On July 28, NASA announced that the Voyager 2 spacecraft, which is the second most distant man-made object in the deep space has paused communication with Earth. The American Space Agency revealed that the disorientation of the Voyager 2 is the primary reason why it lost communication between the space probe and the Deep Space Network on Earth.
The antenna pointed 2 degrees away from Earth after several planned commands were given to the Voyager 2 spacecraft which caused it to disorient, according to NASA’s Jet Propulsion Laboratory (JPL). NASA said that the probe is yet to issue any command or transmit data back to Earth from deep space.
“Data being sent by the spacecraft is no longer reaching the DSN, and the spacecraft is not receiving commands from ground controllers,” the JPL said in a statement.
However, NASA’s Jet Propulsion Laboratory (JPL) recently announced the latest revival hope for its Voyager 2 spacecraft.
A New Hope for The Voyager 2 Spacecraft
On August 1, NASA’s Jet Propulsion Laboratory (JPL) released an official statement on Twitter revealing how they received a signal from the Voyager 2 spacecraft using its Deep Space Network. NASA designed the Deep Space Network with sophisticated technologies to receive weak signals from spacecraft operating in deep space. JPL revealed that the Voyager 2’s carrier signal named the “heartbeat,” has proven that the spacecraft is still sending signals from interstellar space. This announcement gave new hope for the Voyager 2 space probe.
“Engineers will now try to send Voyager 2 a command to point itself back at Earth. If that does not work, we’ll have to wait until October, when the spacecraft’s onboard software automatically tells it to reset its direction,” JPL wrote in the statement.
After NASA lost contact with its Voyager 2 spacecraft, the probe has been traveling alone through deep space. However, the recent weak signal received through NASA Deep Space Network has proven that the Voyager 2 is still in active communication with Earth from its current 12.4 billion miles (19.9 billion kilometers) from our home planet.
However, NASA engineers cannot send commands back to the Voyager 2 spacecraft and the probe on its own can no longer transmit data to the DSN. Even though the American space agency cannot send commands to the probe, we have not lost the spacecraft completely.
Why Voyager 2 spacecraft has remained one of the most sophisticated space probes built in the 20th century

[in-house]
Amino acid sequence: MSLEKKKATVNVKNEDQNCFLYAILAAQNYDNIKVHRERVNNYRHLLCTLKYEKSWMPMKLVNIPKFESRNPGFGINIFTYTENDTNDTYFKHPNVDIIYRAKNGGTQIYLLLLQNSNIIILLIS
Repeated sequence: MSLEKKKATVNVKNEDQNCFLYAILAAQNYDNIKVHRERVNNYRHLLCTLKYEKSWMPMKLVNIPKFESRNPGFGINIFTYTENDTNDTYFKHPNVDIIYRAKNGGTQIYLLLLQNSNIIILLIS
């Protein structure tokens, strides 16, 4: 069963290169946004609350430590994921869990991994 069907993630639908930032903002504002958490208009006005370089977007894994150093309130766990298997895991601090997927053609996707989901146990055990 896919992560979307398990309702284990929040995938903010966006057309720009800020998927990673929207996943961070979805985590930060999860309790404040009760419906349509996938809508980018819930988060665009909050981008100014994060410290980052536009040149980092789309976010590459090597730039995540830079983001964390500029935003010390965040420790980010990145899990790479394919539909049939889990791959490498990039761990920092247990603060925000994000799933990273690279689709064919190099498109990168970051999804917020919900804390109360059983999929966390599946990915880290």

On August 20, 1977, NASA launched its Voyager 2 spacecraft from Launch Complex 41 at Cape Canaveral, Florida. The space probe left the solar system on December 10, 2018, making it the second spacecraft to enter interstellar space. Voyager 1, the twin probe to Voyager 2 left the solar system in 2012 and has remained the most distant man-made object from Earth.
Voyager is still in active contact with the Deep Space Network and currently exploring interstellar space at around 15 billion miles (24 billion km) from Earth and remains in contact with our planet. Both Voyager 1 and 2 were made to discover objects at the extreme edge of the solar system and reach outside our planetary system as well. Voyager 2 has accomplished close-up studies of the four giant planets including two gas giants Jupiter and Saturn and the ice giants Neptune and Uranus.
Since its launch, the agency programmed the probe to reset its orientation several times a year. This will help in keeping the Voyager 2’s antenna pointing towards Earth. NASA is planning to execute another reset on Voyager 2 orientation on October 15, 2025, and they hope that the space probe will resume its communication with the ground control team. The agency is hoping that the interstellar spacecraft will remain on its planned trajectory without drifting away into vast deep space.
NASA announced its plan to postpone the planned instrument shutdown by three years in April 2023. This implies that the agency hopes to continue to obtain valuable deep space data until 2026.
Voyager 2 spacecraft has been in operation for over 45 years. During a recent command issued to the probe from Earth, it lost communication with Earth. However, NASA JPL recently announced that its Deep Space Network received a weak signal from the interstellar spacecraft. Even though NASA engineers cannot send a command to the voyager spacecraft, we should expect the space probe to resume its communication during the October 15 reset on it.